Uggie, ‘The Artist’ scene-stealing dog star, has died
The biggest non-human movie star of the 21st century, Uggie, whose scene-stealing cuteness helped to earn Michel Hazanavicius’ The Artist the 2011 Best Picture Academy Award, has died. According to his official Facebook page, he had been suffering from prostate cancer and was euthanized last Friday, Aug. 7. Born in 2002, Uggie was 13 years old.
An announcement posted on Tuesday night, Aug. 11, on the FB page Consider Uggie read:
We regret to inform to all our friends, family and Uggie’s fans that our beloved boy has passed away. We were not planning on posting anything until we healed a little more but unfortunately somebody leaked it to TMZ and they will be announcing it. In short, Uggie had a cancerous tumor in the prostate and is now in a better place not feeling pain. Thank you for your support, I will not be reading any comments for a while as it is too painful at the moment.
At a young age, Uggie was rescued by animal trainer Omar Von Muller, who learned that the energetic terrier was to be sent to a local pound. From then on, Uggie lived with Von Muller and his family in North Hollywood.
One of the few animal movie stars
Uggie was a rarity in recent decades. His presence in The Artist was as important to the plot as that of the film’s human leads. In that regard, Uggie was a throwback to a handful of canine stars of the studio era.
Back in the 1920s, the German shepherd Rin Tin Tin, a World War I foundling brought by an American soldier to the United States, saved lives and fattened the coffers of Warner Bros., then a smaller-scale studio. Rin Tin Tin (a.k.a. Rinty) was so popular that he starred in tailor-made vehicles – e.g., Clash of the Wolves (1925), While London Sleeps (1926), A Dog of the Regiment (1927) – with humans such as Helene Costello, Charles Farrell, June Marlowe, and Louise Fazenda supporting him. (Despite his undeniable popularity, the story about Rin Tin Tin winning the first Best Actor Academy Award is downright absurd.)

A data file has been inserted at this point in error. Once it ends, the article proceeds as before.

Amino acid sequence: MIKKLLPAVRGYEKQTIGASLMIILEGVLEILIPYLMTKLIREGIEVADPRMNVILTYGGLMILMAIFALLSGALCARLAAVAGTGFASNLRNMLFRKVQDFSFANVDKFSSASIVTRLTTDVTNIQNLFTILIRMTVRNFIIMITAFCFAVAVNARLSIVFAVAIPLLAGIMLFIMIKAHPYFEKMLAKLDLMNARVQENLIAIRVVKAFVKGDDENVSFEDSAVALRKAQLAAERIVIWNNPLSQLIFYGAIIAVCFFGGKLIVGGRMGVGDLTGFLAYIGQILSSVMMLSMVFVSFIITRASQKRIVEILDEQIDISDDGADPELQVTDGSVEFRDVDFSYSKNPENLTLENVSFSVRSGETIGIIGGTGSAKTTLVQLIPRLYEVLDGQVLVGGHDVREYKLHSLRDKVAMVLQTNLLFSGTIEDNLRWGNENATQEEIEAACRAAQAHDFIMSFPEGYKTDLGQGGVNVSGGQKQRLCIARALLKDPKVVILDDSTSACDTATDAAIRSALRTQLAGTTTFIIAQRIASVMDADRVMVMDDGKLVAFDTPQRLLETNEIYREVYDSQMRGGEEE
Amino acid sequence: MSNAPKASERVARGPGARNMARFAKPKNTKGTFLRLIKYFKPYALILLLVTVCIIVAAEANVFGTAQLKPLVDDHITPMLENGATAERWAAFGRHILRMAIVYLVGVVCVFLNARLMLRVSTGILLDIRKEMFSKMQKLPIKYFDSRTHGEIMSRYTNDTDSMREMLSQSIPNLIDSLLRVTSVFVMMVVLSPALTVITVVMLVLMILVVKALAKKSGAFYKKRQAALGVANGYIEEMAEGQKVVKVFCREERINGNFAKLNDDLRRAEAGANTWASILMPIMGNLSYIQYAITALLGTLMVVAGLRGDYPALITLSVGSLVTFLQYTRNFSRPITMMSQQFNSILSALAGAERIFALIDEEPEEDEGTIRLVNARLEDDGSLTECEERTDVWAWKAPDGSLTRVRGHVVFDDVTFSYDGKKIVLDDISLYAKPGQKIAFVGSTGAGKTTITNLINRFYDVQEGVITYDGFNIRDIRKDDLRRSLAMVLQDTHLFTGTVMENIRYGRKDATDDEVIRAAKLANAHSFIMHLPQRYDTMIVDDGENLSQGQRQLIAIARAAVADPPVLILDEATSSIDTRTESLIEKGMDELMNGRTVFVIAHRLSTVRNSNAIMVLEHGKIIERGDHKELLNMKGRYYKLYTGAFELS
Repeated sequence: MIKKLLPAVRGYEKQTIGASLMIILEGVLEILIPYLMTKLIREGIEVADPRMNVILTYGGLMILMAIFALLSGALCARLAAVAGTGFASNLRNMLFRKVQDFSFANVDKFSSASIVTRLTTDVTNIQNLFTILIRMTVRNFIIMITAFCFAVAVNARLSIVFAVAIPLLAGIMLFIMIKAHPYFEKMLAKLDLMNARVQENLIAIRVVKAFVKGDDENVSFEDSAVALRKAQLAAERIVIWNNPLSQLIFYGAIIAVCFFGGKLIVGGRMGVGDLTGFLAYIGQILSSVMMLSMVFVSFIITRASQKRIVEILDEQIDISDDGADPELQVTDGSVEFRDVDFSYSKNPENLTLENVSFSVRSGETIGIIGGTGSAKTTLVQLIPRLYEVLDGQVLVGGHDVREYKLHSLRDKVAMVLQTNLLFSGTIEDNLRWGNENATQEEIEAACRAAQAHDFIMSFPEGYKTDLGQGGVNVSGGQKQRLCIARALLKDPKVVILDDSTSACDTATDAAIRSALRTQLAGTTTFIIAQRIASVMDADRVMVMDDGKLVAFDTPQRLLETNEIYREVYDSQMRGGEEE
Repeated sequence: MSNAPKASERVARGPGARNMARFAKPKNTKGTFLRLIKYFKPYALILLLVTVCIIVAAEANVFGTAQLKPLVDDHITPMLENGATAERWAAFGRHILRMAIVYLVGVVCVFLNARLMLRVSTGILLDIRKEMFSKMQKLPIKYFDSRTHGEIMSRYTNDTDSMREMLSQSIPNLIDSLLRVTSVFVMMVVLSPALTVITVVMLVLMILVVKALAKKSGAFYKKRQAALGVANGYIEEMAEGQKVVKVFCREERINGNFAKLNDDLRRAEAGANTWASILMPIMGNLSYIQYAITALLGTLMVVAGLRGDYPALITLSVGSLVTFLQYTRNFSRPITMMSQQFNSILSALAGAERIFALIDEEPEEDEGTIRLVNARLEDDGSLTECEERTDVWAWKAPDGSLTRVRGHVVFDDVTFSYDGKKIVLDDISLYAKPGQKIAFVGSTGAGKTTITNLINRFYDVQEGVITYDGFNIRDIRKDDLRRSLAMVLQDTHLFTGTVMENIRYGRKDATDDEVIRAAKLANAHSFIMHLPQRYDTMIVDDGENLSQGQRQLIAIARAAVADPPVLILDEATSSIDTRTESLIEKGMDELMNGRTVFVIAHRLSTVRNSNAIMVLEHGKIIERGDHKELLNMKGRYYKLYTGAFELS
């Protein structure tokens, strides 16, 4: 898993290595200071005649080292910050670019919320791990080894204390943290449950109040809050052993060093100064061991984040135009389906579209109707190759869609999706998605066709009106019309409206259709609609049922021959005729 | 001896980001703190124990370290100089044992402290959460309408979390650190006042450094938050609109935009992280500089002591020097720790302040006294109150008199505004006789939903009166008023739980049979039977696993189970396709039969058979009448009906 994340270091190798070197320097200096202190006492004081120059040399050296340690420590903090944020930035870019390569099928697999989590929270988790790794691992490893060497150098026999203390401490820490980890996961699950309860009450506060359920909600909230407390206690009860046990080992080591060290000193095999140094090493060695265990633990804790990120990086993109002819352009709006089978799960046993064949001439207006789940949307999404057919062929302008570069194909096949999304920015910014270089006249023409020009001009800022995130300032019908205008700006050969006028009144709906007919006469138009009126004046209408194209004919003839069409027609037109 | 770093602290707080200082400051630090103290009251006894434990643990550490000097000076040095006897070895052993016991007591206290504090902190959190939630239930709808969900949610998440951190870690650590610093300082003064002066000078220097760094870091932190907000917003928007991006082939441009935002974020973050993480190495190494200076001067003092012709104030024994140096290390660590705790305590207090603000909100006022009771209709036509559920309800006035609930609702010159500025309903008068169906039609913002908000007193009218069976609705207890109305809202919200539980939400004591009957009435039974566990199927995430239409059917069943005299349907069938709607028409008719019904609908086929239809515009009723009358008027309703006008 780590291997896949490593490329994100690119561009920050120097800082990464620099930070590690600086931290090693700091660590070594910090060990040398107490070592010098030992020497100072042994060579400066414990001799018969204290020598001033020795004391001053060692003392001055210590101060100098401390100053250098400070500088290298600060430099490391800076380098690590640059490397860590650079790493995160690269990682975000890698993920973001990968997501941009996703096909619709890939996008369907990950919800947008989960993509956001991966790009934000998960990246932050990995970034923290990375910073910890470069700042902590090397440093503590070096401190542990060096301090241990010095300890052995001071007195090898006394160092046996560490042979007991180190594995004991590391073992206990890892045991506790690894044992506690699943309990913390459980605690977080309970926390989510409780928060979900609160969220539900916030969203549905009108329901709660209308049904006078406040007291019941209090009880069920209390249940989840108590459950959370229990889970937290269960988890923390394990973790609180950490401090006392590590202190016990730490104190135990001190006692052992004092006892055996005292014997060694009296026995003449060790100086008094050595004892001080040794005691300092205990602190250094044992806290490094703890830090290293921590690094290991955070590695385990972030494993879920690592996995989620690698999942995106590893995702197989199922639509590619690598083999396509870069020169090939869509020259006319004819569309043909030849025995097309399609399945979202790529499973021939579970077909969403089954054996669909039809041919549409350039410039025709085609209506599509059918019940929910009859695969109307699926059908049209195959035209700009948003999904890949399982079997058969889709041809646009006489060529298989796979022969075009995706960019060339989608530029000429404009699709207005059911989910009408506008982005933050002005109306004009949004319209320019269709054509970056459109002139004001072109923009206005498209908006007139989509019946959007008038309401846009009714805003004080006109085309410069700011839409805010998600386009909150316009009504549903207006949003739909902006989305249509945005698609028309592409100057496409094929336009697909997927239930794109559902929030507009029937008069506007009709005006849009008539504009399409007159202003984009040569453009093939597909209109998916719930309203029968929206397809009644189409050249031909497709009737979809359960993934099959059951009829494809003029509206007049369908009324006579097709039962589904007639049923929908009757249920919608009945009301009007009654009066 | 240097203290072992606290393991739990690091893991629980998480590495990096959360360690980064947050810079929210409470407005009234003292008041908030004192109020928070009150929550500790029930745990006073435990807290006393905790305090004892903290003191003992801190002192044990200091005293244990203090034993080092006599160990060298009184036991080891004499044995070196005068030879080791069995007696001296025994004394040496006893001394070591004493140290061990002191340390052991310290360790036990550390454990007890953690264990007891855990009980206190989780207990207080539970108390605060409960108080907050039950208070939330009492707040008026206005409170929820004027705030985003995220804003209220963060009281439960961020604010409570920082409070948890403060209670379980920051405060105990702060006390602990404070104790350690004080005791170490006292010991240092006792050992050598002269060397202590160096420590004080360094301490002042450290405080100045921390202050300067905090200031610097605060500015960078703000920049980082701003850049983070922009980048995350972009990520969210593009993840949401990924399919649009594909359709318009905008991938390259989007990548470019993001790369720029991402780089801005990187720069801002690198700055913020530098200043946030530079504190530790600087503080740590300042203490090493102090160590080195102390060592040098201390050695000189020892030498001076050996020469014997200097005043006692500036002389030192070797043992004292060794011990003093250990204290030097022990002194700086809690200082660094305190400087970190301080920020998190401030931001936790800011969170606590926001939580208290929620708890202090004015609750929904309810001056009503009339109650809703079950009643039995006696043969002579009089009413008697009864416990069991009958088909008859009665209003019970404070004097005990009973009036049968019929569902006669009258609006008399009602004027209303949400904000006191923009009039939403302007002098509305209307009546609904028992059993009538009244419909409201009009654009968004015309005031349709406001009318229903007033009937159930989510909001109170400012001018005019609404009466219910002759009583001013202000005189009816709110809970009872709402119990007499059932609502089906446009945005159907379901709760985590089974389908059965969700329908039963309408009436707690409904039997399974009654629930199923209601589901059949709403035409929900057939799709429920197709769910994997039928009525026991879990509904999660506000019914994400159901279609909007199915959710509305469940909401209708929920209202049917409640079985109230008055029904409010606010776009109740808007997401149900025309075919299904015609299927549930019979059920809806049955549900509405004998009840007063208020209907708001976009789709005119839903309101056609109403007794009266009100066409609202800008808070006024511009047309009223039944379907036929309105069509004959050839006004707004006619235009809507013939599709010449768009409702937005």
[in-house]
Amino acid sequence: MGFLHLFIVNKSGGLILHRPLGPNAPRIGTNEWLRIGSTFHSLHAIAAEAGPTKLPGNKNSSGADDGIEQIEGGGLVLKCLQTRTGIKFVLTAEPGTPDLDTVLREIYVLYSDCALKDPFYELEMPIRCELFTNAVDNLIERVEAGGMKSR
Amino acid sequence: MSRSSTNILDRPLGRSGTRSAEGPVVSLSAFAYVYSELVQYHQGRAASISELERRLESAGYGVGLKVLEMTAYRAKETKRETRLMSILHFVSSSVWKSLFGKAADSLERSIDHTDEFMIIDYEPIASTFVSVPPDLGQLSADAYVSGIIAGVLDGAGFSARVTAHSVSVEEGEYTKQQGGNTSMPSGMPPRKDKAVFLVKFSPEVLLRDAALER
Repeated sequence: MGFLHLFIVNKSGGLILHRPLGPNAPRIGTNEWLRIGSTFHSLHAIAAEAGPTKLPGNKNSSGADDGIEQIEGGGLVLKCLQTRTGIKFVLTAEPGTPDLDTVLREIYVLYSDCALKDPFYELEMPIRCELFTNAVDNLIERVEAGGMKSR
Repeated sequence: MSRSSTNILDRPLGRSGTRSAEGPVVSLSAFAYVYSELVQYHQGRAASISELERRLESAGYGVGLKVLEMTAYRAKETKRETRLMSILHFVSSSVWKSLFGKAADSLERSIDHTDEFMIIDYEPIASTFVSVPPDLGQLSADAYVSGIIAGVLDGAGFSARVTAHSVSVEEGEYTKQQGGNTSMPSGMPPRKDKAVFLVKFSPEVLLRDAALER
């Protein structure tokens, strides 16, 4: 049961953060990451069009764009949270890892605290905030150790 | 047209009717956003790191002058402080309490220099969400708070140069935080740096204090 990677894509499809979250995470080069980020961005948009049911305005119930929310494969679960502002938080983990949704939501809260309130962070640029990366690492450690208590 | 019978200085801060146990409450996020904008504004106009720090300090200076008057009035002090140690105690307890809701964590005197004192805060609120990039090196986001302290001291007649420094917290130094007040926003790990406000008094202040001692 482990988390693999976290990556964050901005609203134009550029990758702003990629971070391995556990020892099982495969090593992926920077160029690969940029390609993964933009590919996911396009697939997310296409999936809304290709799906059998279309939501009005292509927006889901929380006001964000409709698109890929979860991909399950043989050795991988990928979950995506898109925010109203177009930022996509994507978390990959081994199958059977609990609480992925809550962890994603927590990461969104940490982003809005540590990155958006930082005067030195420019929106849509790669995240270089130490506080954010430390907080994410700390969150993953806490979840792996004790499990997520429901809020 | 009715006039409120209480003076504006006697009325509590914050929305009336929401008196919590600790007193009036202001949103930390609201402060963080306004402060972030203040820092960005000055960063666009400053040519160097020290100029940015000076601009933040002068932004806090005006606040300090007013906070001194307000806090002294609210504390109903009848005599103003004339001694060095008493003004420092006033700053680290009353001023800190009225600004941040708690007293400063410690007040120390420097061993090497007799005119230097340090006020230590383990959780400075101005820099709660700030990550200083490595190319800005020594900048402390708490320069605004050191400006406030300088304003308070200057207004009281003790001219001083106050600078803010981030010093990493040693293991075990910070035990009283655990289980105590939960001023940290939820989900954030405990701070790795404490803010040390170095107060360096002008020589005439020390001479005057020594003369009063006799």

Early in his career, Gary Cooper played second banana to sometime Rin Tin Tin double Lightning the Dog in the 1926 short Lightning Wins, while another German shepherd, Strongheart, starred in Laurence Trimble’s 1925 film version of Jack London’s White Fang.
And long before Rin Tin Tin, Lightin’, and Strongheart, The Guardian contributor Pamela Hutchinson reminds us that there was Blair, British filmmaker Cecil Hepworth’s dog, “who starred in Rescued by Rover (1905), a deceptively simple chase film that remains a landmark in film history and was so massively popular on its first release that it was remade twice, because the original negatives wore out.” (More on Hutchinson’s piece below.)
Asta, Lassie and Benji
In the 1930s, fox terrier Skippy (as Mr. Smith) was the object of contention between divorcing couple Irene Dunne and Cary Grant in The Awful Truth (1937). As Asta (his best-known moniker), he helped William Powell and Myrna Loy solve crimes – and got drunk on champagne – in The Thin Man (1934) and a couple of its sequels. In Victor Fleming’s 1939 fantasy The Wizard of Oz, Judy Garland went on her adventure with Toto, played by the Cairn terrier Terry.